God Bless all of you.
My appointment, with a massage therapist, was for 12:30 and since I’d never been to the place I decided to leave early. It was really easy to find and I arrived a few minutes early.
The massage therapist, let’s call her “Kiki”, came out of her room and introduced herself. She was quite delightful and had just a hint of a German accent.
She handed me a clipboard and asked me to fill out the information requested. Once that was done I could come into her room and get started.
I glanced at the clipboard as the door shut behind her.
I was looking at the same type of questionnaire one receives when going to a doctor. There was the front/back human with a “Where do you hurt?” and then the myriad of personal medical questions. I ignored most of them and made it clear I have fibromyalgia.
(A quick trip to fibro-land…if you don’t know what fibromyalgia is, I’m not the one to educate you. However, I can tell you that while a hand stroke across sore muscles is soothing and feels terrific, poking with fingers/knuckles/hot stones across those same muscles is excruciatingly painful)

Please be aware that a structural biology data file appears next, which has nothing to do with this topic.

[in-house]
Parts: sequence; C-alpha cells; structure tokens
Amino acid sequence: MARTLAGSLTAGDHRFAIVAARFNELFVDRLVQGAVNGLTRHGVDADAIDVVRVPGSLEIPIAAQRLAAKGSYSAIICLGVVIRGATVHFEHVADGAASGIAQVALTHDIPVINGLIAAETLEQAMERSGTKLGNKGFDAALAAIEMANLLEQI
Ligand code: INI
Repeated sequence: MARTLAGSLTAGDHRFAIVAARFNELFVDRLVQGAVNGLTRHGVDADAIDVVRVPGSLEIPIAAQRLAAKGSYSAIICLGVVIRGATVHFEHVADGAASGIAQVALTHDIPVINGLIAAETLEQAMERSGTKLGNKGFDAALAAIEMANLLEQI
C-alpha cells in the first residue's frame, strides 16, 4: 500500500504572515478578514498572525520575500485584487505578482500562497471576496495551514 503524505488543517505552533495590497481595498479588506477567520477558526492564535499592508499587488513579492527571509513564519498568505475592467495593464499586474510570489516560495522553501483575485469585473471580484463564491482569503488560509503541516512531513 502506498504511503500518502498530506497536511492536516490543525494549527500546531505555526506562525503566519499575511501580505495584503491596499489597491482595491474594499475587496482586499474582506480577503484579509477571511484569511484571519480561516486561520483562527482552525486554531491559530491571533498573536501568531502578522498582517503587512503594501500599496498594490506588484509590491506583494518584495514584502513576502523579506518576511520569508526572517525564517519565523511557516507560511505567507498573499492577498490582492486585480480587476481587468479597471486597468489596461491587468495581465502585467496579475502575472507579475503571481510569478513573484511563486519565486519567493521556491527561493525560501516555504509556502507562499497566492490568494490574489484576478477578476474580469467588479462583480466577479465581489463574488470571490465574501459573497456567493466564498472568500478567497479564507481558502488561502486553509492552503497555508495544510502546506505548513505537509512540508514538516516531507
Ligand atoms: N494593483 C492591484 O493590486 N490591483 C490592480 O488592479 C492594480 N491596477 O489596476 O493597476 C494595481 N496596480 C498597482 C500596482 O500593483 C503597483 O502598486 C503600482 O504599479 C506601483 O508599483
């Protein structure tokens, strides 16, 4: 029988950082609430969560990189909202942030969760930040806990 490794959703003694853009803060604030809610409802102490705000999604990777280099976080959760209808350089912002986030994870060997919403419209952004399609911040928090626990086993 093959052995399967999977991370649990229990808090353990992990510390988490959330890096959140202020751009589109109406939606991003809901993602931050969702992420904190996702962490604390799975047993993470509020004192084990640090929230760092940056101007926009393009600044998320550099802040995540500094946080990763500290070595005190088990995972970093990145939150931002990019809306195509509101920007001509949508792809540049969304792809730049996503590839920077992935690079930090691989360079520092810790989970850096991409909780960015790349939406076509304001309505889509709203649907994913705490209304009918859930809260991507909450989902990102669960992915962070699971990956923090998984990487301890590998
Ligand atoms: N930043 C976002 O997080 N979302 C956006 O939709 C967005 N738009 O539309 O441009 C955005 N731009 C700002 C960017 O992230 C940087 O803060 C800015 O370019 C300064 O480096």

I entered the room and she told me to sit down while she reviewed my information. I looked around the room and thought if I didn’t know better I’d think she was a doctor and I the patient.
Except for the really soothing music, dim lights, steam and the awesome-looking massage table that took up most of the available space in the room.
Kiki: So, tell me about your back problems.
Me: Well, I have four ruptured discs in my lower back and three in my neck.
Kiki: (eyes widening) Wow! How’d that happen?
Me: Five car accidents and one horse accident. (I then proceed to tell her about the car accidents and the horse…you know, the Reader’s Digest version)
Now, things start to get weird.